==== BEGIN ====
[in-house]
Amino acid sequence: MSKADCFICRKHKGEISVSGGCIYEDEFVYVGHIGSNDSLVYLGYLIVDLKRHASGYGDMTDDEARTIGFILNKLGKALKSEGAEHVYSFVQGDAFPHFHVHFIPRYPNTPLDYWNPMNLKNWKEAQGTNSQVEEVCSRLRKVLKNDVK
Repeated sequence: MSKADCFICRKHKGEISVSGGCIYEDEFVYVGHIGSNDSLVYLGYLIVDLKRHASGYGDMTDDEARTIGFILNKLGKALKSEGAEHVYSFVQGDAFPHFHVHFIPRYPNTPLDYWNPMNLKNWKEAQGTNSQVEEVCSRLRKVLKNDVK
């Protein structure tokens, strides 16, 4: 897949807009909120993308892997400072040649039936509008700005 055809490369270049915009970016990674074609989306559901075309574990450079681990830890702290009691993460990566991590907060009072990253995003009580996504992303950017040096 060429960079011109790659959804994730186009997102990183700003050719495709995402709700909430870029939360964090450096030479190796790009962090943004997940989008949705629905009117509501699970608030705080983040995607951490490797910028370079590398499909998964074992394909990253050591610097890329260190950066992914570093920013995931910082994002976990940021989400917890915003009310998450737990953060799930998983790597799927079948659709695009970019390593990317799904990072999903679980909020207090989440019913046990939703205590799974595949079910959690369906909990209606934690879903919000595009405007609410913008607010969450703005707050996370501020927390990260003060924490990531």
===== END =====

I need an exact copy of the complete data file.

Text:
[in-house]
Amino acid sequence: MSKADCFICRKHKGEISVSGGCIYEDEFVYVGHIGSNDSLVYLGYLIVDLKRHASGYGDMTDDEARTIGFILNKLGKALKSEGAEHVYSFVQGDAFPHFHVHFIPRYPNTPLDYWNPMNLKNWKEAQGTNSQVEEVCSRLRKVLKNDVK
Repeated sequence: MSKADCFICRKHKGEISVSGGCIYEDEFVYVGHIGSNDSLVYLGYLIVDLKRHASGYGDMTDDEARTIGFILNKLGKALKSEGAEHVYSFVQGDAFPHFHVHFIPRYPNTPLDYWNPMNLKNWKEAQGTNSQVEEVCSRLRKVLKNDVK
């Protein structure tokens, strides 16, 4: 897949807009909120993308892997400072040649039936509008700005 055809490369270049915009970016990674074609989306559901075309574990450079681990830890702290009691993460990566991590907060009072990253995003009580996504992303950017040096 060429960079011109790659959804994730186009997102990183700003050719495709995402709700909430870029939360964090450096030479190796790009962090943004997940989008949705629905009117509501699970608030705080983040995607951490490797910028370079590398499909998964074992394909990253050591610097890329260190950066992914570093920013995931910082994002976990940021989400917890915003009310998450737990953060799930998983790597799927079948659709695009970019390593990317799904990072999903679980909020207090989440019913046990939703205590799974595949079910959690369906909990209606934690879903919000595009405007609410913008607010969450703005707050996370501020927390990260003060924490990531």